Effect of Estrogen Replacement Therapy on Endothelial Function of Peripheral Resistance Artery in Postmenopausal Women - Comparison of Normotensive Subjects and Hypertensive Patients -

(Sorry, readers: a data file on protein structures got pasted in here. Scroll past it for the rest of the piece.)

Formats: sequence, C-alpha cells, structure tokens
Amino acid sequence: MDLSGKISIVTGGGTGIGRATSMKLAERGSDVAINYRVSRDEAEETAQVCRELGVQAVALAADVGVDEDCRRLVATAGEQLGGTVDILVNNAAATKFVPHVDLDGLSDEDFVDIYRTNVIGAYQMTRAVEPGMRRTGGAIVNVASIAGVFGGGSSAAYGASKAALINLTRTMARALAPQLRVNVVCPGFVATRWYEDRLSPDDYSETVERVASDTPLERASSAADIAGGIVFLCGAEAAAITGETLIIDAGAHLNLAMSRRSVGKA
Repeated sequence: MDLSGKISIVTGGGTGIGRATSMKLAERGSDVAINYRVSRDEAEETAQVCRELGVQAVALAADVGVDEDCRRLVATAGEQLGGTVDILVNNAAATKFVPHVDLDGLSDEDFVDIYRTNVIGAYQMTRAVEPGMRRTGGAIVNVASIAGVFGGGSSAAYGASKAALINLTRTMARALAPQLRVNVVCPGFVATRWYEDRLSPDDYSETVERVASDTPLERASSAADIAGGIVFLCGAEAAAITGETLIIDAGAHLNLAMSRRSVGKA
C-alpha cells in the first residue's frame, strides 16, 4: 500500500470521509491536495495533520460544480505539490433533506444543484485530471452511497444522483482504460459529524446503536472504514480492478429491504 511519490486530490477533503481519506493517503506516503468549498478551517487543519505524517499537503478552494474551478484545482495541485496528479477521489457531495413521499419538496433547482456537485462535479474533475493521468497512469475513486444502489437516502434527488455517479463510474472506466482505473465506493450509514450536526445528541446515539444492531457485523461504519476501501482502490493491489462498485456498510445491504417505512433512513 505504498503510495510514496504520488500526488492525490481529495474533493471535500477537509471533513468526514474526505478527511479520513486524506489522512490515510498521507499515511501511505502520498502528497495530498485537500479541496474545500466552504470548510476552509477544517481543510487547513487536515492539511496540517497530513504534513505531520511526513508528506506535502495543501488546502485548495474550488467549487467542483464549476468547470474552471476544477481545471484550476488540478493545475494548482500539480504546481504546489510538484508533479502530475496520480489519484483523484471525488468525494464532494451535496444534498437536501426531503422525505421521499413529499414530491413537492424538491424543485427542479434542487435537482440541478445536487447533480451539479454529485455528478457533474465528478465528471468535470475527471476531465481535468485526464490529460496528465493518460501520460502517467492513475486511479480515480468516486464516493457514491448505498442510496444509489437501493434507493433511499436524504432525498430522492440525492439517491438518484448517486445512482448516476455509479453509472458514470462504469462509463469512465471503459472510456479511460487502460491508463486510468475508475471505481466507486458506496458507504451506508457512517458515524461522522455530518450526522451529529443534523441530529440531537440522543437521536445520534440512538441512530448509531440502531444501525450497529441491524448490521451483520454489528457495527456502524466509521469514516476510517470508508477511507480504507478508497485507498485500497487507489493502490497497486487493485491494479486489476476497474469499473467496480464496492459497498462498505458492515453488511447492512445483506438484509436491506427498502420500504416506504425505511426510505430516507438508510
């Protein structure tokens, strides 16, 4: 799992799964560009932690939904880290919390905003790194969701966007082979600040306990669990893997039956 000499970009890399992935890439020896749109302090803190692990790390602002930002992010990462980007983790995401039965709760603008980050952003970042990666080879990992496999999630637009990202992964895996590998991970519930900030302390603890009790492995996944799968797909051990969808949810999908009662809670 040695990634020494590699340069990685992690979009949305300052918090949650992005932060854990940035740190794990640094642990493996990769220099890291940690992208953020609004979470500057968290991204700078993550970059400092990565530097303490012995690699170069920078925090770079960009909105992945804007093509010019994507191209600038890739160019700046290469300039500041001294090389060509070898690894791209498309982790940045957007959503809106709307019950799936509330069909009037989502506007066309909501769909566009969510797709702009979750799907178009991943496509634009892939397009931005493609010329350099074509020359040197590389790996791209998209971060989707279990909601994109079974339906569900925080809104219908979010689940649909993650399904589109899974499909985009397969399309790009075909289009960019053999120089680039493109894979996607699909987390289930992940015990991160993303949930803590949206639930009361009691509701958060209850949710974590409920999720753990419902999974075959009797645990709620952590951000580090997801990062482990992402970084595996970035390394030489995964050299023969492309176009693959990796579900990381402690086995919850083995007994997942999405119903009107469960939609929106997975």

To determine whether endothelial dysfunction is demonstrable in the forearm circulation of hypertensive postmenopausal women (HPW) compared with normotensive postmenopausal women (NPW), and to evaluate the effects of long-term estrogen replacement therapy (ERT) on endothelial function in the HPW and NPW, we randomized both HPW and NPW into groups with ERT for 12 weeks (n=26 and 10) or with placebo (n=8 and 6), respectively. Forearm blood flow was measured using strain-gauge plethysmography during reactive hyperemia to test endothelium-dependent vasodilation, and after sublingual nitroglycerin administration to test endothelium-independent vasodilation. Basal forearm blood flow was similar in NPW and HPW. Forearm blood flow in HPW during reactive hyperemia was significantly less than that in NPW. Increases in forearm blood flow after nitroglycerin were similar in the two groups. ERT lowered LDL cholesterol and increased estradiol and HDL cholesterol; no change occurred in the placebo group. Changes in these parameters evoked by ERT were similar in HPW and NPW. Basal blood pressures, heart rate, forearm blood flow, or body weight was not changed by ERT. After 12 weeks of ERT, maximal forearm blood flow response during reactive hyperemia increased significantly from 18.4 ± 2.6 to 28.6 ± 3.4 mL/min/100 mL tissue (p<.05) in HPW and from 26.5 ± 1.9 to 30.9 ± 3.9 mL/min/100 mL tissue (p<.05) in NPW, but it was not changed by placebo. The improvement of reactive hyperemia after ERT was significantly greater in HPW than in NPW (56 ± 8 vs. 17 ± 3%, P<.05). Changes in forearm blood flow after sublingual nitroglycerin administration were similar before and after 12 weeks of ERT. These findings suggest that continued ERT improves endothelial dysfunction in postmenopausal women, and that HPW show endothelial dysfunction which can be improved by ERT via the mechanism other than beneficial effects on lipid metabolism.